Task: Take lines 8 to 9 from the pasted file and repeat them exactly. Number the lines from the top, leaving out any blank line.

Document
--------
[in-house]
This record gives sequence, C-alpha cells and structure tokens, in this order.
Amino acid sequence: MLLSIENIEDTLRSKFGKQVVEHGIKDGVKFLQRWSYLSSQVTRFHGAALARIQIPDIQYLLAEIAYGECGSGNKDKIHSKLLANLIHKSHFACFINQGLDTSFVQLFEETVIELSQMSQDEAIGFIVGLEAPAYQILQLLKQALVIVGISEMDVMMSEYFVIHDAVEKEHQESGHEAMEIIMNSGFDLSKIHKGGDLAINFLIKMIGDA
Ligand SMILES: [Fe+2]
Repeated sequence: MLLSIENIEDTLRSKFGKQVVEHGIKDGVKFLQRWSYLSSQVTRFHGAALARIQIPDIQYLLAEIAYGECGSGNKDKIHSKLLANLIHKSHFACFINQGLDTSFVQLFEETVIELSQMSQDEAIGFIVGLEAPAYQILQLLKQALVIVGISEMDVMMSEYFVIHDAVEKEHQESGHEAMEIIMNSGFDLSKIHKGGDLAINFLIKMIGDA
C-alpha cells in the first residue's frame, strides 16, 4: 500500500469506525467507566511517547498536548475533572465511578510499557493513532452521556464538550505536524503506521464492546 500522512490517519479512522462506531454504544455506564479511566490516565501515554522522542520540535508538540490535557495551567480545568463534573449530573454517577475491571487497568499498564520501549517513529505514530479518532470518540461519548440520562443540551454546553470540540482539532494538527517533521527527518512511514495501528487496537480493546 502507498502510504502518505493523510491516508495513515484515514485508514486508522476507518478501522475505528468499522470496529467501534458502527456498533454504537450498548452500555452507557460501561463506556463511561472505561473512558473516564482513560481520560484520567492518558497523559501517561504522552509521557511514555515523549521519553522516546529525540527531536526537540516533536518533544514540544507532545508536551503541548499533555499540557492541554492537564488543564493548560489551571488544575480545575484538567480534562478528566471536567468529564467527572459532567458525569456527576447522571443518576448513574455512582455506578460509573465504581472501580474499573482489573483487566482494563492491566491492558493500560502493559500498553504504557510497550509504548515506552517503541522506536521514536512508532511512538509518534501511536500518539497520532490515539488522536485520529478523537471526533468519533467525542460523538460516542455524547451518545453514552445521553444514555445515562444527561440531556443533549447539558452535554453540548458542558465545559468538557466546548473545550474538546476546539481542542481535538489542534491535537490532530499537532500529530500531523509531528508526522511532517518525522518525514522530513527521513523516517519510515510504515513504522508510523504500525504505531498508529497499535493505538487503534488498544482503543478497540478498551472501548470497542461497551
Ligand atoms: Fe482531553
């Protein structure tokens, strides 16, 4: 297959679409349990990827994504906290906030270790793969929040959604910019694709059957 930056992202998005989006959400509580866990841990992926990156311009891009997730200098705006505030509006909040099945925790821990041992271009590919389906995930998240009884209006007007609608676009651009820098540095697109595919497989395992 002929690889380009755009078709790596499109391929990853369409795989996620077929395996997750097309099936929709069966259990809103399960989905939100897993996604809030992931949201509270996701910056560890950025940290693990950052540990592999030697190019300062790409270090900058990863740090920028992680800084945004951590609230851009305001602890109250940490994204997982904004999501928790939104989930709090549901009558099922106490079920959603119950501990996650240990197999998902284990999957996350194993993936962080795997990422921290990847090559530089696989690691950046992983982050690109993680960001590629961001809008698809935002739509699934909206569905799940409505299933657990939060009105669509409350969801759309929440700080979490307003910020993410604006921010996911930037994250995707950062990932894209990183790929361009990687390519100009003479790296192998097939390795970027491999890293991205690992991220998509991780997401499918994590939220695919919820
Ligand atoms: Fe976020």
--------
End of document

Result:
């Protein structure tokens, strides 16, 4: 297959679409349990990827994504906290906030270790793969929040959604910019694709059957 930056992202998005989006959400509580866990841990992926990156311009891009997730200098705006505030509006909040099945925790821990041992271009590919389906995930998240009884209006007007609608676009651009820098540095697109595919497989395992 002929690889380009755009078709790596499109391929990853369409795989996620077929395996997750097309099936929709069966259990809103399960989905939100897993996604809030992931949201509270996701910056560890950025940290693990950052540990592999030697190019300062790409270090900058990863740090920028992680800084945004951590609230851009305001602890109250940490994204997982904004999501928790939104989930709090549901009558099922106490079920959603119950501990996650240990197999998902284990999957996350194993993936962080795997990422921290990847090559530089696989690691950046992983982050690109993680960001590629961001809008698809935002739509699934909206569905799940409505299933657990939060009105669509409350969801759309929440700080979490307003910020993410604006921010996911930037994250995707950062990932894209990183790929361009990687390519100009003479790296192998097939390795970027491999890293991205690992991220998509991780997401499918994590939220695919919820
Ligand atoms: Fe976020």